Beaver Lake Raw Water Quality
Lake water quality is largely determined by the quality of water in the tributaries. Beaver Water District monitors nine tributary sites on a monthly basis. A water quality index (WQI) is a simple and concise method for expressing ambient water quality information and a useful tool for describing the state of the water column, sediments and aquatic life and for ranking the suitability of water for use by humans, aquatic life, wildlife, etc. The District uses a modified version of the Canadian Council of Ministers of the Environment WQI to evaluate tributary condition. The District’s WQI is based on the Arkansas Department of Enviromental Quality’s Assessment Criteria for the White River. The WQI produces a single value between 0 and 100 with increasing values indicating better water quality similar to getting a grade. Values of 95 to 100 are excellent, 80-84 good, 65-79 fair, 45-64 marginal, and 0-44 poor. In 2016, the average WQI values from the tributary sites were fair to good and ranged from 92.6 at White River at Elkins, Ark., to 69.3 at White River near Wyman, Ark.
The Clean Water Act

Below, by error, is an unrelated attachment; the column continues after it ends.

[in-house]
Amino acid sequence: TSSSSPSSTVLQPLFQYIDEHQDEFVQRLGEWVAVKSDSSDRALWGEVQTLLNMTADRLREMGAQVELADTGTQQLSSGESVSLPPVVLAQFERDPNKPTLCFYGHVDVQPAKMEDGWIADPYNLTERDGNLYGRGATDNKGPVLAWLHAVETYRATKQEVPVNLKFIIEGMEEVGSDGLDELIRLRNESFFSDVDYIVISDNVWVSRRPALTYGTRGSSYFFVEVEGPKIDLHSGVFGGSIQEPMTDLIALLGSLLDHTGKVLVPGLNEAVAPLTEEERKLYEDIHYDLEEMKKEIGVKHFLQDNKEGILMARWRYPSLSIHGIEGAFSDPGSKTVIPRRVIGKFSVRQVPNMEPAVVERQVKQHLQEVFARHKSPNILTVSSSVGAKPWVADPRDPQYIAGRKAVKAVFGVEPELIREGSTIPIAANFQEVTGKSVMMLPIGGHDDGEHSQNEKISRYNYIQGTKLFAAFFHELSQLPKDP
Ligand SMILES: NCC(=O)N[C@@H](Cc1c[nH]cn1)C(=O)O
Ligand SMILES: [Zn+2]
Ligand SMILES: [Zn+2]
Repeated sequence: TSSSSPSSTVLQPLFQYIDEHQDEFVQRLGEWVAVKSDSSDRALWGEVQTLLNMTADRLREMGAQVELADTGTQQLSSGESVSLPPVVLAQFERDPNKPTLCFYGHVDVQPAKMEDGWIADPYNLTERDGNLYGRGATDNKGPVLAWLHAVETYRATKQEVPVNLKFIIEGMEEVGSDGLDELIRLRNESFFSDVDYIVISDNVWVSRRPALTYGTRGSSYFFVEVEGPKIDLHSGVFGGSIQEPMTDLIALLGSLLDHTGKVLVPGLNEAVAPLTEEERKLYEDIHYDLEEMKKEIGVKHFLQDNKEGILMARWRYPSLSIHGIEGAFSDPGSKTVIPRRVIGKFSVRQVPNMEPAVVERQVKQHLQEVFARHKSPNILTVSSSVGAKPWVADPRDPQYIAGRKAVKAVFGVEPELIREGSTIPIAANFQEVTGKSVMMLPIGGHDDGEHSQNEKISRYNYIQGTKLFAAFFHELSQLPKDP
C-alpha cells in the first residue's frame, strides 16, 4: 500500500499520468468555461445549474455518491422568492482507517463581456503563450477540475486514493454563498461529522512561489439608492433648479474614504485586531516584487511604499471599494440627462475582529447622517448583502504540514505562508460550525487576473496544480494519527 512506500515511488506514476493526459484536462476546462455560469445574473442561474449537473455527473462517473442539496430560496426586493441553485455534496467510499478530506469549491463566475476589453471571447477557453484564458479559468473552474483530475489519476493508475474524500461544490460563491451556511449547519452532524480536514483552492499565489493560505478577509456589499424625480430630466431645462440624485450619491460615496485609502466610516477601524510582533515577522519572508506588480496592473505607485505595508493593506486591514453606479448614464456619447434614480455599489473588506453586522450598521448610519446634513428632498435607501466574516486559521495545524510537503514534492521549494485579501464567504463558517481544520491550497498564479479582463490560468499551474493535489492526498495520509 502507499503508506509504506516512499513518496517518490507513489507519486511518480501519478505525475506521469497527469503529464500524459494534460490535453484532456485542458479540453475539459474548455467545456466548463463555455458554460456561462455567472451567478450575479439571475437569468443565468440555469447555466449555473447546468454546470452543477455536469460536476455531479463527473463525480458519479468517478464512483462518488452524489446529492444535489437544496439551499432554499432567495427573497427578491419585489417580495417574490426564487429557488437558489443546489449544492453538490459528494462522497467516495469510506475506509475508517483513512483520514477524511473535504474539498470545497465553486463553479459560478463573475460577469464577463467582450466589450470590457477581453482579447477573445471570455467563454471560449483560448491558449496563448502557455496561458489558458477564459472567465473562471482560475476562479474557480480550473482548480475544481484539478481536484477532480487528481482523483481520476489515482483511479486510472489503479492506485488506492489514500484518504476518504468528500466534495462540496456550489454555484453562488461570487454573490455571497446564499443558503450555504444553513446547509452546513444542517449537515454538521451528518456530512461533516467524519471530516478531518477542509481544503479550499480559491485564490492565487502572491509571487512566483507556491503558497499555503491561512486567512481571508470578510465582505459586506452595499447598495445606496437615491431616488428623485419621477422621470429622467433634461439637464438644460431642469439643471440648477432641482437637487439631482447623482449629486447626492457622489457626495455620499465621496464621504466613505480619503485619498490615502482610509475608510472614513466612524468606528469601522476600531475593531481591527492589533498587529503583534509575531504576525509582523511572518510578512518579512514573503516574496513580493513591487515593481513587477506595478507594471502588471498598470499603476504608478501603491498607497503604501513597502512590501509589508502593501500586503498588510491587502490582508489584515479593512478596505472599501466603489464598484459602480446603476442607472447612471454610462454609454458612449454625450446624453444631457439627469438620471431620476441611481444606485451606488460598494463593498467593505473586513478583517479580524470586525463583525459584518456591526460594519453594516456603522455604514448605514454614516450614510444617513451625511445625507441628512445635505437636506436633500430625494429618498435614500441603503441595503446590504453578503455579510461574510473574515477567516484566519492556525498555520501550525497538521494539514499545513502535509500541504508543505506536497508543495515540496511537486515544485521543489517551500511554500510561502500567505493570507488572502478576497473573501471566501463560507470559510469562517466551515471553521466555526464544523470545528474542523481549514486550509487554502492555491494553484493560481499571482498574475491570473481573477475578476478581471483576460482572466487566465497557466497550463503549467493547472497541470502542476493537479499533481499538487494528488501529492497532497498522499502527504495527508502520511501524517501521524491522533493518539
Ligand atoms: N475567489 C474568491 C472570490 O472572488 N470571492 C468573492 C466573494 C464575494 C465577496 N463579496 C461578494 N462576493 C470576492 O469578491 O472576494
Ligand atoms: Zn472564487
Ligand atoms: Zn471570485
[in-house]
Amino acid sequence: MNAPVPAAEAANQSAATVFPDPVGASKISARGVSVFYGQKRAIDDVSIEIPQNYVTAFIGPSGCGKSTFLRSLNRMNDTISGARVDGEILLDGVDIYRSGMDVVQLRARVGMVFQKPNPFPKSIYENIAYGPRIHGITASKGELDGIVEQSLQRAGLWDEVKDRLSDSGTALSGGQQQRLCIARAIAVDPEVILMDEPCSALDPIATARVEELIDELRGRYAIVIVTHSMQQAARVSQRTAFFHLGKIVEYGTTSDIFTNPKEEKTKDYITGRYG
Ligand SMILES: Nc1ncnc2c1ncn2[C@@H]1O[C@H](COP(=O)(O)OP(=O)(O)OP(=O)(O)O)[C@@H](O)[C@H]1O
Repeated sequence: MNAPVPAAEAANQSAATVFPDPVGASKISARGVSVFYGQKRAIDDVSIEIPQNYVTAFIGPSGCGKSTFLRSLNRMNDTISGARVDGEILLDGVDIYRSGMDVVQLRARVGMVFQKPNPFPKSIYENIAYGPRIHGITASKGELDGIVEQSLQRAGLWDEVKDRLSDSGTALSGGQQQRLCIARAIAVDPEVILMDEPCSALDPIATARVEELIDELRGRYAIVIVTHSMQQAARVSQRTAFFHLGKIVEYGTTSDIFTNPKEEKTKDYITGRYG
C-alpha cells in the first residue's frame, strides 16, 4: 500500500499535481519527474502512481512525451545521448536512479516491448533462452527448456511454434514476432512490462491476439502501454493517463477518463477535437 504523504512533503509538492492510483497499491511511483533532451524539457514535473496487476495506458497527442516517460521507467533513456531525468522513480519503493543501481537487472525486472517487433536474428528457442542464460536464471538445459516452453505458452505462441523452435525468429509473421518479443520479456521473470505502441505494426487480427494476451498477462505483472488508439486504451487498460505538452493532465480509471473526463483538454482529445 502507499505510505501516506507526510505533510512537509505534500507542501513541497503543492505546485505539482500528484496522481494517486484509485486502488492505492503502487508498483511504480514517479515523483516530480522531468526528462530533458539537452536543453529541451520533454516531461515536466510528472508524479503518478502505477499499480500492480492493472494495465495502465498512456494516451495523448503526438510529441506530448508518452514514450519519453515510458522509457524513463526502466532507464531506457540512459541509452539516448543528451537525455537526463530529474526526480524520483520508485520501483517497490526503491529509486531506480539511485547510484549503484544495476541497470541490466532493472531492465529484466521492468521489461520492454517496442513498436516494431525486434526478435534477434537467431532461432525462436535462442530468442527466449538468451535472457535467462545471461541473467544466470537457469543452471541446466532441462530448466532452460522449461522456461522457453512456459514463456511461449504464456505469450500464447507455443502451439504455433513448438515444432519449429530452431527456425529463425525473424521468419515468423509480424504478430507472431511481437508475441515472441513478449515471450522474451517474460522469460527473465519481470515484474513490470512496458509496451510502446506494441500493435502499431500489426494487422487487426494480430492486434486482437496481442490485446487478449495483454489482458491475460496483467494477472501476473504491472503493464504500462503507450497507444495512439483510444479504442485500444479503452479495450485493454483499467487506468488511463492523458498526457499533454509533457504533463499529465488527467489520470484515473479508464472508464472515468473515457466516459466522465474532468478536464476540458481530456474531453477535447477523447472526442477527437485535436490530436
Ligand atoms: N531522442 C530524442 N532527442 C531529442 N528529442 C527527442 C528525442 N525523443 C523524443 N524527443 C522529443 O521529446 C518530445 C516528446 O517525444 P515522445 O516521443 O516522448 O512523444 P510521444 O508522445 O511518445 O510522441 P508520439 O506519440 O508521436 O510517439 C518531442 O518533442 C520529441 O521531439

The Clean Water Act (CWA), authorized in 1972, is the cornerstone of surface water quality protection in the United States. The statute employs a variety of regulatory and non-regulatory tools to sharply reduce direct pollutant discharges into waterways, finance municipal waste water treatment facilities, and manage polluted runoff. These tools are employed to achieve the broader goal of restoring and maintaining the chemical, physical, and biological integrity of the nation’s waters so that they can support “the protection and propagation of fish, shellfish, and wildlife and recreation in and on the water.” Evolution of CWA programs has included a shift from a program-by-program, source-by-source, pollutant-by-pollutant approach to more holistic watershed based strategies. Under the watershed approach equal emphasis is placed on protecting healthy waters and restoring impaired ones. Involvement of stakeholder groups in the development and implementation of strategies for achieving and maintaining state water quality and other environmental goals is another hallmark of this approach.
NOTE: Lake water quality is largely determined by the quality of water in the tributaries. Beaver Water District monitors nine tributary sites on a monthly basis and produces an annual report entitled Beaver Lake & its Tributaries: 2016 Source Water Quality Report.